THERE are many economic, demographic, and technology changes that, after a bit more pain, are set to make Africa richer over the next five years.
History teaches us though that there is one thing that can bring all hope tumbling down – politics.
In the first part of this article Mail & Guardian Africa looked at how the departure of two long-ruling strongmen, Angola’s Jose Eduardo dos Santos and Zimbabwe’s Robert Mugabe could set off new dynamics that could send the southern African regional economically soaring. Or how the transitions of these men, who have each ruled their country for over 30 years, could go terribly wrong. (READ: The next 5 years could change everything for Africa; these events could sink or raise it to the skies).
In addition, in South Africa, President Jacob Zuma, whose leadership has been hobbled by charges of corruption, incompetence, and an economy dizzied by power outages, will step down in 2019 after his second and last term expires.
Zuma, according to his critics, is plotting to install a more pliant successor than his current deputy, the wealthy Cyril Ramaphosa.
Though, with his latter-day reputation as a politician for the rich than the poor, Ramaphosa doesn’t excite progressives who believe South Africa’s wealth should be better shared, he is still seen as the best man to breathe new life in the country’s economy.
Shake up in the Horn
The lift in southern Africa, that could start coming through after the Zimbabwe election of 2018 and Dos Santos’ possible retirement in the same year, would amount to little if there is no shake up in the rest of the continent.
Eritrea’s president Afwerki (L) with Sudan Omar al-Bashir. Afwerki often doesn’t wear closed shoes or socks, with observers claiming it partly because of delicate feet brought on by illness. His departure could do Eritrea a lot of good. (Photo/AFP).
And perhaps nowhere could game-changing events happen than in the Horn of Africa. There Ethiopia is notching up nearly double-digit growth, Africa’s highest, and has tag-teamed with Djibouti to build railway and other infrastructure like they were about to go out of fashion.
The two have set themselves the ambition to build a pipeline and infrastructure stretching from the Indian Ocean to the Gulf of Guinea in West Africa. (READ: Bullish Ethiopia and Djibouti agree on $1.55Bn pipeline; Kenya’s LAPSSET has reason to worry).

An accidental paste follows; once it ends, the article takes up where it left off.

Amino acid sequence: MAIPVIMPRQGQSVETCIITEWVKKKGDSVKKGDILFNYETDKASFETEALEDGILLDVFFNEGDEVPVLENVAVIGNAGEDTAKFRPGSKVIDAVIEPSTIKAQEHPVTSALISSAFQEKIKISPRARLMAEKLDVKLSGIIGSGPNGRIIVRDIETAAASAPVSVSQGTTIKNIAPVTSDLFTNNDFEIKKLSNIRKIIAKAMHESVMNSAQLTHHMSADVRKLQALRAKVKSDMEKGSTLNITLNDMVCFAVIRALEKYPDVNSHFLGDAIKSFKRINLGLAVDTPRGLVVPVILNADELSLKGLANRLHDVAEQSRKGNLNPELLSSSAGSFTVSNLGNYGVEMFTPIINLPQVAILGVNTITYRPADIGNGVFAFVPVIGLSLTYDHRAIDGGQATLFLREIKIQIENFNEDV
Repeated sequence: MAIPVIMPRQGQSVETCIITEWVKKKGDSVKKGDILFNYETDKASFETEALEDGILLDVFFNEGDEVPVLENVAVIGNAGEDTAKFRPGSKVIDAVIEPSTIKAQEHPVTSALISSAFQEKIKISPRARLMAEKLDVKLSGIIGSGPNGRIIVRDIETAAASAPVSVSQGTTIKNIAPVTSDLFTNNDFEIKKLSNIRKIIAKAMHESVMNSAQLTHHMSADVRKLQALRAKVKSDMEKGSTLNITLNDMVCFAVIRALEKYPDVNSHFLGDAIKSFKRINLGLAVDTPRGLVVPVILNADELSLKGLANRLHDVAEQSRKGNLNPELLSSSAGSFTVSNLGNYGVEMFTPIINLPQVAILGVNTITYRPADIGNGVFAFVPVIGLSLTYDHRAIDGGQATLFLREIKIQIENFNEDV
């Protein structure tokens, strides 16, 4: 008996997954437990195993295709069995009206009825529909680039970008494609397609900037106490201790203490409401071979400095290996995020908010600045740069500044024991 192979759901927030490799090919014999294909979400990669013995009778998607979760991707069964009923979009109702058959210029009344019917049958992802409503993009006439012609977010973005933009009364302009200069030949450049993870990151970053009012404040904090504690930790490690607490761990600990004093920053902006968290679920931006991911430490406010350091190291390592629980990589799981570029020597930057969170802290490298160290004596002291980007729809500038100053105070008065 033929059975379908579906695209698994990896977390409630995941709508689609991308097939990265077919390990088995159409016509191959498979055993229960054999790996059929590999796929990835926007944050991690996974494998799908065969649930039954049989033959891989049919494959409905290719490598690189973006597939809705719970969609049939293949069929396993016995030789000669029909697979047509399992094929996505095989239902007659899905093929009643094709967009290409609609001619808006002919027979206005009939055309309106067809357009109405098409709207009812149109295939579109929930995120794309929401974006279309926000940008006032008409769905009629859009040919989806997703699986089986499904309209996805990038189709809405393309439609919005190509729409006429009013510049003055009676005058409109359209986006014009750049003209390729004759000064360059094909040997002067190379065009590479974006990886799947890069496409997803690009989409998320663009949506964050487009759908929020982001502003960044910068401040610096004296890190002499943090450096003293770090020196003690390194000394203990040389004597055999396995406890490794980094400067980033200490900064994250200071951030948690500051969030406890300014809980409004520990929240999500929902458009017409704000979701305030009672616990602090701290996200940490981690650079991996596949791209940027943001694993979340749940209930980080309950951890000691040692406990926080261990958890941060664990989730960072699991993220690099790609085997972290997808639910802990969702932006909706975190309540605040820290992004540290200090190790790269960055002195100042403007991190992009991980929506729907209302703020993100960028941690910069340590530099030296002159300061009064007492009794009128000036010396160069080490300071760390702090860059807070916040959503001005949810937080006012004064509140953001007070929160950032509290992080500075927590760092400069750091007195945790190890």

But for the magic to come together for the Horn, and East Africa in general, Somalia, which has been in conflict for 25 years, and where in the last eight years an African Union peacekeeping force, known as AMISOM, has been battling to help the fledgling regime in Mogadishu to defeat the Al-Qaeda linked Al-Shabaab militants, needs to be pacified.
For that to happen, two things are necessary. The internationally-backed Somalia government needs to become adult and take full charge of the country, which in part means defeating Al-Shabaab. Secondly, the African Union peacekeeping force AMISOM needs a brief surge to close out the “Somalia deal”, but also kick the Mogadishu regime in the pants so that it can get into the serious business of governing.
To achieve both of these, though, something will have to give inside Eritrea. If there is a hermit nation in Africa today, it is Eritrea. Its brass-knuckled autocrat Isaias Afwerki, rules with a totality that even an absolute monarch like Swaziland’s King Mswati would envy.
Eritrea has been a key backer of Al-Shabaab, but that support has been reducing lately, according to the UN Monitoring Group on Somalia and Eritrea.
Eritrea, being an aetheist state that persecutes the religious, doesn’t share in Al-Shabaab’s theocratic vision. It only backs it as a foil to its arch-enemy Ethiopia, which is locked in a dance of death with nationalist Somali groups, religious or pan-Somali, who still lay claim to the Somali regions of Ethiopia.